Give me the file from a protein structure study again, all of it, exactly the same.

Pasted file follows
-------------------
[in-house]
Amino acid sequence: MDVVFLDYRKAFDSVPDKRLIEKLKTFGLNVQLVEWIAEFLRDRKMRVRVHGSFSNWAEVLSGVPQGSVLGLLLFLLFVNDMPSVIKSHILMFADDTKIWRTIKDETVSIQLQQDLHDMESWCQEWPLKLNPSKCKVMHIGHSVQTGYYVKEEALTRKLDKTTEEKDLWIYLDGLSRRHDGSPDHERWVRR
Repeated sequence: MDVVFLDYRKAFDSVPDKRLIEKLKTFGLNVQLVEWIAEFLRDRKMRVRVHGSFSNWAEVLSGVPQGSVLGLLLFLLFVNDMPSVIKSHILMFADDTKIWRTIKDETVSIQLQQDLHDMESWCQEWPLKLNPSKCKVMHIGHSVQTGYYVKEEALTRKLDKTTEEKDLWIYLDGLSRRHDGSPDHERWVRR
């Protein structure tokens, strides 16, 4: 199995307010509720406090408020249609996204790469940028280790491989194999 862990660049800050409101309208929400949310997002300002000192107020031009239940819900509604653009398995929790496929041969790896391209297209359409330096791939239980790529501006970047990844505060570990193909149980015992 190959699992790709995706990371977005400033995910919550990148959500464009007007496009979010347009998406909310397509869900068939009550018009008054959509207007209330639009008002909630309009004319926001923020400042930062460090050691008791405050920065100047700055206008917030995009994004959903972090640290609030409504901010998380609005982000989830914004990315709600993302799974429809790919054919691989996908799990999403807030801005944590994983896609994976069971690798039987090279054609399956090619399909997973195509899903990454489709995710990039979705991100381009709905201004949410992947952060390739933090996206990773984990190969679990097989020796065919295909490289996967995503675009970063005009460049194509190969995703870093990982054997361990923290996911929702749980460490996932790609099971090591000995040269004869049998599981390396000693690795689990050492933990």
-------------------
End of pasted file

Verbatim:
[in-house]
Amino acid sequence: MDVVFLDYRKAFDSVPDKRLIEKLKTFGLNVQLVEWIAEFLRDRKMRVRVHGSFSNWAEVLSGVPQGSVLGLLLFLLFVNDMPSVIKSHILMFADDTKIWRTIKDETVSIQLQQDLHDMESWCQEWPLKLNPSKCKVMHIGHSVQTGYYVKEEALTRKLDKTTEEKDLWIYLDGLSRRHDGSPDHERWVRR
Repeated sequence: MDVVFLDYRKAFDSVPDKRLIEKLKTFGLNVQLVEWIAEFLRDRKMRVRVHGSFSNWAEVLSGVPQGSVLGLLLFLLFVNDMPSVIKSHILMFADDTKIWRTIKDETVSIQLQQDLHDMESWCQEWPLKLNPSKCKVMHIGHSVQTGYYVKEEALTRKLDKTTEEKDLWIYLDGLSRRHDGSPDHERWVRR
């Protein structure tokens, strides 16, 4: 199995307010509720406090408020249609996204790469940028280790491989194999 862990660049800050409101309208929400949310997002300002000192107020031009239940819900509604653009398995929790496929041969790896391209297209359409330096791939239980790529501006970047990844505060570990193909149980015992 190959699992790709995706990371977005400033995910919550990148959500464009007007496009979010347009998406909310397509869900068939009550018009008054959509207007209330639009008002909630309009004319926001923020400042930062460090050691008791405050920065100047700055206008917030995009994004959903972090640290609030409504901010998380609005982000989830914004990315709600993302799974429809790919054919691989996908799990999403807030801005944590994983896609994976069971690798039987090279054609399956090619399909997973195509899903990454489709995710990039979705991100381009709905201004949410992947952060390739933090996206990773984990190969679990097989020796065919295909490289996967995503675009970063005009460049194509190969995703870093990982054997361990923290996911929702749980460490996932790609099971090591000995040269004869049998599981390396000693690795689990050492933990």